God’s Green Earth
Religious leaders can help stop wildlife crime.
Photo by Kim Jae-Hwan/AFP/Getty Images
Can spiritual leaders guide their flocks to be stewards of the Earth? Dekila Chungyalpa is founder and director of the Sacred Earth program for WWF, the international conservation organization. She says religious values are often consistent with conservation efforts, and it’s time for religious leaders to start preaching for the environment.
Curtis Abraham: What is the Sacred Earth program?
Dekila Chungyalpa: We are trying to provide faith leaders and religious institutions with a platform on which they can build conservation messages and lead environmental change. It developed from a 2008 project that provided environmental training for Tibetan Buddhist monks and nuns in the Himalayas. Following a series of successful pilot projects, we launched it as a fully-fledged program last year.
CA: Where do religion and conservation intersect?
DC: Mapping great areas of remaining biodiversity around the world reveals that many are also sacred sites. In several of these areas, we know that religious belief has been one of the major factors for preserving them. For example, Sagamatha National Park in Nepal is sacred to the Sherpa people, and the Kaya Forest in Kenya is sacred to the Mijikenda. In both cases, this status has led to their preservation. But sadly, many sacred sites are threatened by illegal wildlife trade, deforestation, climate change, natural resource mining, pollution, and so on.
CA: So how can religious leaders make a difference?
DC: More than 80 percent of people in the world identify themselves as religious. Collectively, faith-related institutions make up one of the largest categories of financial investors and operate more than half of all schools globally. It is clear that religious leaders can have a strong influence. In sheer numbers, they are a major stakeholder for conservation.
I think there are two levels on which they can help environmental efforts. The first is by leading their communities to make ethical choices, such as becoming energy efficient or eschewing illegal wildlife products. The second is more nuanced—and that is to challenge the idea that a sustainable future is not attainable.
CA: How do different religious beliefs fit with conservation ideals?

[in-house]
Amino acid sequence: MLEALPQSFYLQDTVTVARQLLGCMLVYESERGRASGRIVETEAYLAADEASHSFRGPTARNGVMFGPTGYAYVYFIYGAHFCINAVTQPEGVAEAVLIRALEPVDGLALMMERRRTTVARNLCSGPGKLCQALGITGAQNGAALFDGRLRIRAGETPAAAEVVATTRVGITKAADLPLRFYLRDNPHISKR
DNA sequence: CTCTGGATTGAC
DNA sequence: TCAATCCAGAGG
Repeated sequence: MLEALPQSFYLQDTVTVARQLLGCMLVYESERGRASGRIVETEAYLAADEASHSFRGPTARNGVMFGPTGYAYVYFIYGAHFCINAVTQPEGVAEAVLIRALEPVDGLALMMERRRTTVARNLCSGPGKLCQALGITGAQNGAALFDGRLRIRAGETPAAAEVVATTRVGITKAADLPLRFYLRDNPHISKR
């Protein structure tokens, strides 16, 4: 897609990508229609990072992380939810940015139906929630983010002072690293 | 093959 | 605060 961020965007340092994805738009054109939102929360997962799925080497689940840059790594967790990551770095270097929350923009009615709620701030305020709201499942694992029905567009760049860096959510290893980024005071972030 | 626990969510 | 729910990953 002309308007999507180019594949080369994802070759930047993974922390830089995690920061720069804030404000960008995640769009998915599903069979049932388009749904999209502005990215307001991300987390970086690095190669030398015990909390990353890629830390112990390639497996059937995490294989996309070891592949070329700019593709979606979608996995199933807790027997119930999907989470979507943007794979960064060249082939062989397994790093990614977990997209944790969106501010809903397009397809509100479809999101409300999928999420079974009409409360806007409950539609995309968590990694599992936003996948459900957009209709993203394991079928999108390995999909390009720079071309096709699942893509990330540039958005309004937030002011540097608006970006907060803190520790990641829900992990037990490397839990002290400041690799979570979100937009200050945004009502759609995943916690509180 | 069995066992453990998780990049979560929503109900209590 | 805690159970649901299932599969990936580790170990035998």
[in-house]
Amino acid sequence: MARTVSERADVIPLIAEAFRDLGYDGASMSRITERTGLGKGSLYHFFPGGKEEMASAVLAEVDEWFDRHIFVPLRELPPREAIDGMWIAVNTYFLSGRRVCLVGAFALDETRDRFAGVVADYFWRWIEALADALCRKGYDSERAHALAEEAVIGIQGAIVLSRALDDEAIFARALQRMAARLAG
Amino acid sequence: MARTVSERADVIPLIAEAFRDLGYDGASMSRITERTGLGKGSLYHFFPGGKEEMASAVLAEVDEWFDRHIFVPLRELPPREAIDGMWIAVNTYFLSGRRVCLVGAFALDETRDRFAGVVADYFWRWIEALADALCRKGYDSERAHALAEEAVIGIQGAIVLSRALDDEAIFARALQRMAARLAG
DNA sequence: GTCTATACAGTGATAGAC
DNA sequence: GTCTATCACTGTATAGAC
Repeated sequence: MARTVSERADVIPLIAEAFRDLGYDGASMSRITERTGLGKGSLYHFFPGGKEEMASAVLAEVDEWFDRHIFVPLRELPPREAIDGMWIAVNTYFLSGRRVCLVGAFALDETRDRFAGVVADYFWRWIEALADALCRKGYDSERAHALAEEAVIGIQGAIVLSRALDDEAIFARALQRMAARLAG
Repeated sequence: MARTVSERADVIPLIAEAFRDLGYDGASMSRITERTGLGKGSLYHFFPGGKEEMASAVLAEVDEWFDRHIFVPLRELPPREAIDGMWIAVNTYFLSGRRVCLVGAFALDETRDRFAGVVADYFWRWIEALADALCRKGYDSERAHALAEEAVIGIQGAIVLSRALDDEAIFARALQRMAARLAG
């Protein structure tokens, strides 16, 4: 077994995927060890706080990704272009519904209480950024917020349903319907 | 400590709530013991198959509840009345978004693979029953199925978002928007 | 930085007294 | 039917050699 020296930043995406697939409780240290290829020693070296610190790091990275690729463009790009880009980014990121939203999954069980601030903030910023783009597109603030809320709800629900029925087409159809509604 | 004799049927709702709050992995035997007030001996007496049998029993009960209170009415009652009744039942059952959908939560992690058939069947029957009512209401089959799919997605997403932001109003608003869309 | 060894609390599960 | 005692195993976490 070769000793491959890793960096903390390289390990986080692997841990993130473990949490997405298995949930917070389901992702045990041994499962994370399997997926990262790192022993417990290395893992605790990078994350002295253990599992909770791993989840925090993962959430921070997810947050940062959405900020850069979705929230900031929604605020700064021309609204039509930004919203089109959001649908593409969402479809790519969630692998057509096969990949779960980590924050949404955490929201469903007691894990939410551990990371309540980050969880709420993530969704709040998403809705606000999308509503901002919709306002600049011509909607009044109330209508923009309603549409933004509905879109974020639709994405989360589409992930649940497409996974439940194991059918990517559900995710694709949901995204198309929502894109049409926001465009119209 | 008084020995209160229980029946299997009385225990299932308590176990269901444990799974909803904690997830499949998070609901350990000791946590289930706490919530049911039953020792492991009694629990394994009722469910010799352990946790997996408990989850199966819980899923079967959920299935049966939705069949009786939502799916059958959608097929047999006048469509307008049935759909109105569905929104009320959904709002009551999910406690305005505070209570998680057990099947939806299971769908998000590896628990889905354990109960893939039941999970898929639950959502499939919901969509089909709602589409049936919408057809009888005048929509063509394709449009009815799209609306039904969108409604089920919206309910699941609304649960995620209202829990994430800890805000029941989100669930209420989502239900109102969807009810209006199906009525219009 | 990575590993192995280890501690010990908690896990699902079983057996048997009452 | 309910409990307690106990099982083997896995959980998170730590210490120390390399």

DC: The core of an environmental ethos is valuing all life on Earth and trying to live in harmony with nature. Every religion has scriptures that expound such a view. In Genesis in the Bible, God speaks to Noah and establishes a covenant between him and every living creature on the ark. In the Koran, there is specific mention of all animals, including creatures that fly with wings, which are precious to Allah. Hinduism also has a deep reverence for nature, for different wild animals who have symbolic power and subscribe to the Dharmic law of Ahimsa, non-violence, as a way of life.
CA: How do you get religious leaders involved?
DC: In September, the U.K.-based Alliance of Religions and Conservation held a conference in Nairobi, Kenya. It was to celebrate Christian, Hindu, and Islamic faith groups in Africa that are launching long-term plans for conservation. As part of the conference, we hosted a safari to Nairobi National Park. There we prayed around a pile of charred elephant ivory at a memorial site where hundreds of tusks were burned in 1989 to draw attention to the illegal killing of elephants.
With the ARC we also launched the first ever partnership with faith leaders across Africa against wildlife trafficking and the slaughter of elephants and rhinos. Fifty religious leaders signed pledges committing to the cause. I just learned that one preacher is writing a liturgy specifically on the protection of wildlife.
CA: Does your program also reach out to religious leaders in Asia, the source of most of the demand for illegal ivory and rhino horn?
DC: Yes, we are working with Buddhist leaders in Thailand and other parts of Asia, encouraging them to preach compassion for African elephants and other species and call for an end to the use of illegal wildlife products. We are also developing a campaign that educates the public to reduce the demand for blood ivory driven by local cultural norms.
CA: There are beliefs that rhino horn can be used to treat hangovers—or even cancer. Who spreads these ideas?
DC: There is a misconception in Asia right now, particularly in Vietnam, that rhino horn can be used to cure cancer. We have seen it advertised as traditional medicine. There is no historical or scientific basis for such a claim. It is false advertising, and criminal from my point of view. Not only are the traders and sellers causing the indiscriminate slaughter of African rhinos, they are giving false hope to people who are desperately sick.